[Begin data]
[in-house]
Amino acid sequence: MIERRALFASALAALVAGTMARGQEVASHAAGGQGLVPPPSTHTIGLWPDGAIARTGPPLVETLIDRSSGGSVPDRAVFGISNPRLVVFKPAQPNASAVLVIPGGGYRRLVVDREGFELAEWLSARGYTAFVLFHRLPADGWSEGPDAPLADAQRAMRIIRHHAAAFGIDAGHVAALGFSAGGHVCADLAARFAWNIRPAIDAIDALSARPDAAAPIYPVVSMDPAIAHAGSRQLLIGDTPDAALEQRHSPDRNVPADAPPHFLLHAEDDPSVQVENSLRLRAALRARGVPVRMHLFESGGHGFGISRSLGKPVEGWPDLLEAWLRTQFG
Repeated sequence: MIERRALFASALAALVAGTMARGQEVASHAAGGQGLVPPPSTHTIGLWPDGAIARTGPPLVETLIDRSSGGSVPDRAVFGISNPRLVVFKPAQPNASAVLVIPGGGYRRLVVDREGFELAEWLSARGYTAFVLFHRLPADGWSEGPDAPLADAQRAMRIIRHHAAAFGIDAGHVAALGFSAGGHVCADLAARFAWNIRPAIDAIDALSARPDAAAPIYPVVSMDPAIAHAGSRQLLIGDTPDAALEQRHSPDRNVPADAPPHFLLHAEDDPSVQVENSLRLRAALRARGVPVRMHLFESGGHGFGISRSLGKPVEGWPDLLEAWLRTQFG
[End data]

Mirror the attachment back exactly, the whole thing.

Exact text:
[in-house]
Amino acid sequence: MIERRALFASALAALVAGTMARGQEVASHAAGGQGLVPPPSTHTIGLWPDGAIARTGPPLVETLIDRSSGGSVPDRAVFGISNPRLVVFKPAQPNASAVLVIPGGGYRRLVVDREGFELAEWLSARGYTAFVLFHRLPADGWSEGPDAPLADAQRAMRIIRHHAAAFGIDAGHVAALGFSAGGHVCADLAARFAWNIRPAIDAIDALSARPDAAAPIYPVVSMDPAIAHAGSRQLLIGDTPDAALEQRHSPDRNVPADAPPHFLLHAEDDPSVQVENSLRLRAALRARGVPVRMHLFESGGHGFGISRSLGKPVEGWPDLLEAWLRTQFG
Repeated sequence: MIERRALFASALAALVAGTMARGQEVASHAAGGQGLVPPPSTHTIGLWPDGAIARTGPPLVETLIDRSSGGSVPDRAVFGISNPRLVVFKPAQPNASAVLVIPGGGYRRLVVDREGFELAEWLSARGYTAFVLFHRLPADGWSEGPDAPLADAQRAMRIIRHHAAAFGIDAGHVAALGFSAGGHVCADLAARFAWNIRPAIDAIDALSARPDAAAPIYPVVSMDPAIAHAGSRQLLIGDTPDAALEQRHSPDRNVPADAPPHFLLHAEDDPSVQVENSLRLRAALRARGVPVRMHLFESGGHGFGISRSLGKPVEGWPDLLEAWLRTQFG